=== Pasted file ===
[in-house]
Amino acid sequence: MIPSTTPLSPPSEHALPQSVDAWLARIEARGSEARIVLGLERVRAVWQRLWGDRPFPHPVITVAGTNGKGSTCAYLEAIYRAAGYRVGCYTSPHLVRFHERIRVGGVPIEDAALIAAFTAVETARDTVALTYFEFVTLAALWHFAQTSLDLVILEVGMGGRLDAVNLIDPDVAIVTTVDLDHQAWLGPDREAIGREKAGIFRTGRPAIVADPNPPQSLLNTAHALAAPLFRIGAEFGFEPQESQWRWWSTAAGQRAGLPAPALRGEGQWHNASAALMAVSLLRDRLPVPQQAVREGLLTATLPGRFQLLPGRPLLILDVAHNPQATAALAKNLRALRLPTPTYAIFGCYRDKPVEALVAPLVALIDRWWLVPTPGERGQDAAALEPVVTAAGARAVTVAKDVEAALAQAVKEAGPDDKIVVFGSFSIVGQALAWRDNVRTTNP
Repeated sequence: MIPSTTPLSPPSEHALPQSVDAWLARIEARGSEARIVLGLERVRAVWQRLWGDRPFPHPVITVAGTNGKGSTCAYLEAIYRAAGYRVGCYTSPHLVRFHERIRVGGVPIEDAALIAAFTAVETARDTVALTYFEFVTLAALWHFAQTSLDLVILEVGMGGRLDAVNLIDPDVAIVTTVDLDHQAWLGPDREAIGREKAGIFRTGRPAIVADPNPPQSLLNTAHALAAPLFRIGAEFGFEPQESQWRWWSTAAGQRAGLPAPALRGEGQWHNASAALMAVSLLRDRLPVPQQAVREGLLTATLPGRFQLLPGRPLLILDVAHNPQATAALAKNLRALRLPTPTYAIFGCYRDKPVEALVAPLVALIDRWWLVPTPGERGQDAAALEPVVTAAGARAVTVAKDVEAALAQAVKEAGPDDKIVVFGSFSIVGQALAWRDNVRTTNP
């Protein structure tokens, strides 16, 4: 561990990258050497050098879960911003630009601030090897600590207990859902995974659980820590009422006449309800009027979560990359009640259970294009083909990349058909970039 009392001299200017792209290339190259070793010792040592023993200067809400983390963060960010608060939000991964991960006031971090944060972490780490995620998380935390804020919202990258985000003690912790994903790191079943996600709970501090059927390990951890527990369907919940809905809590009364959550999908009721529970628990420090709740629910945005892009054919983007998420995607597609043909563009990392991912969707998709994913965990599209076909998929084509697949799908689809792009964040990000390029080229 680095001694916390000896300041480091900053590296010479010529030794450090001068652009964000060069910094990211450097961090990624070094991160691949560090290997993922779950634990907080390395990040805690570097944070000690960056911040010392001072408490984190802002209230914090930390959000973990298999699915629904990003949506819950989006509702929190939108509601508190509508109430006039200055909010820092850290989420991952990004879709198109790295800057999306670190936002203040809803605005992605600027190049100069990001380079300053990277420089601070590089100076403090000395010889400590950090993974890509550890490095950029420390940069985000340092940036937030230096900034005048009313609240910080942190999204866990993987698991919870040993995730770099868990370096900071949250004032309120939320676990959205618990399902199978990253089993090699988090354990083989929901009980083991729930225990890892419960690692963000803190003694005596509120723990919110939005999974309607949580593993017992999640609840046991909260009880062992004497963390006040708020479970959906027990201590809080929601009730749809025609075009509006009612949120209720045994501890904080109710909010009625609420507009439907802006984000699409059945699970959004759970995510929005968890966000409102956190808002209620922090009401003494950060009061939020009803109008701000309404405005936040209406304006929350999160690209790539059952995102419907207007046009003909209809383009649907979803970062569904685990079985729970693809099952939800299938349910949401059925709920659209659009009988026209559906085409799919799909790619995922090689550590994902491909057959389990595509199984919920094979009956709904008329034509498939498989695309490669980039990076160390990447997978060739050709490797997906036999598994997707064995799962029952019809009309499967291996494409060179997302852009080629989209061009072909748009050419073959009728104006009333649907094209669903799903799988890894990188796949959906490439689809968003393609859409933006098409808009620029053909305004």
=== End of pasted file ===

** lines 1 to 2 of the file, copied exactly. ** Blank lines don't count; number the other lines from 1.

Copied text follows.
[in-house]
Amino acid sequence: MIPSTTPLSPPSEHALPQSVDAWLARIEARGSEARIVLGLERVRAVWQRLWGDRPFPHPVITVAGTNGKGSTCAYLEAIYRAAGYRVGCYTSPHLVRFHERIRVGGVPIEDAALIAAFTAVETARDTVALTYFEFVTLAALWHFAQTSLDLVILEVGMGGRLDAVNLIDPDVAIVTTVDLDHQAWLGPDREAIGREKAGIFRTGRPAIVADPNPPQSLLNTAHALAAPLFRIGAEFGFEPQESQWRWWSTAAGQRAGLPAPALRGEGQWHNASAALMAVSLLRDRLPVPQQAVREGLLTATLPGRFQLLPGRPLLILDVAHNPQATAALAKNLRALRLPTPTYAIFGCYRDKPVEALVAPLVALIDRWWLVPTPGERGQDAAALEPVVTAAGARAVTVAKDVEAALAQAVKEAGPDDKIVVFGSFSIVGQALAWRDNVRTTNP